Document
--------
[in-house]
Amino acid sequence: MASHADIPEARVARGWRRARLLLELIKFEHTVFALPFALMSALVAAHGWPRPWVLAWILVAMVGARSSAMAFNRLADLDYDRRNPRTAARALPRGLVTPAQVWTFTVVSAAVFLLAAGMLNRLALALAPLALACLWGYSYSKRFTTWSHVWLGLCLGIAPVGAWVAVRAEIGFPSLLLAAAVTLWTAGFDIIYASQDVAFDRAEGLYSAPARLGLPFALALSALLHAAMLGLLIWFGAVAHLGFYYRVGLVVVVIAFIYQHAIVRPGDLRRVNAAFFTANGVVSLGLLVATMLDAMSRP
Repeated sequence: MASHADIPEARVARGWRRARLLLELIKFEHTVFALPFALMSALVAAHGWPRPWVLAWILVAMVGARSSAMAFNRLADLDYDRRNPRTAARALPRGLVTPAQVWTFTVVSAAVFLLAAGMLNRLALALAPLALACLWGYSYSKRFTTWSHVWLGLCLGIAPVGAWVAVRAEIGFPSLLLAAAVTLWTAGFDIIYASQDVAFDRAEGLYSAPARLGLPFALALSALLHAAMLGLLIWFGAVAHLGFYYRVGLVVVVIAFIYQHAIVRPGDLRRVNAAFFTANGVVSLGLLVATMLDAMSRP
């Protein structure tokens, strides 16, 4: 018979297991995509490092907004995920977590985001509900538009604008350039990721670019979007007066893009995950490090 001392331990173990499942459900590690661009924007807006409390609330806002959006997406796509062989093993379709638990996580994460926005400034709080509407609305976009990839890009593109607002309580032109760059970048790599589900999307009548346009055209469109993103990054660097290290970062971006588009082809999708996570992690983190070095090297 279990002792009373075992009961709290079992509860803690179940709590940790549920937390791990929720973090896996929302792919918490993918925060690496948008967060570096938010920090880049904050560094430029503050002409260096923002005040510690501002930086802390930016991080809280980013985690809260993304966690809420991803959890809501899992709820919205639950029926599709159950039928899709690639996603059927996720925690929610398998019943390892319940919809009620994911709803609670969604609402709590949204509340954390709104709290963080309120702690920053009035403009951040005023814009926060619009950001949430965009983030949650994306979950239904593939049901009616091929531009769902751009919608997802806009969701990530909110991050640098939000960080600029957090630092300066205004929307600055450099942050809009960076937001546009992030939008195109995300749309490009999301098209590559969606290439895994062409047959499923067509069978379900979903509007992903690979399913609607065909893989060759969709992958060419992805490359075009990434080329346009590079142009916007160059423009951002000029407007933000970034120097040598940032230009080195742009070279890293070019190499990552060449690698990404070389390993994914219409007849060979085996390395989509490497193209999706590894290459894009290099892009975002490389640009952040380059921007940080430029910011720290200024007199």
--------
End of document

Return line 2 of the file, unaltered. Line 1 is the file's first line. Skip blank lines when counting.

Amino acid sequence: MASHADIPEARVARGWRRARLLLELIKFEHTVFALPFALMSALVAAHGWPRPWVLAWILVAMVGARSSAMAFNRLADLDYDRRNPRTAARALPRGLVTPAQVWTFTVVSAAVFLLAAGMLNRLALALAPLALACLWGYSYSKRFTTWSHVWLGLCLGIAPVGAWVAVRAEIGFPSLLLAAAVTLWTAGFDIIYASQDVAFDRAEGLYSAPARLGLPFALALSALLHAAMLGLLIWFGAVAHLGFYYRVGLVVVVIAFIYQHAIVRPGDLRRVNAAFFTANGVVSLGLLVATMLDAMSRP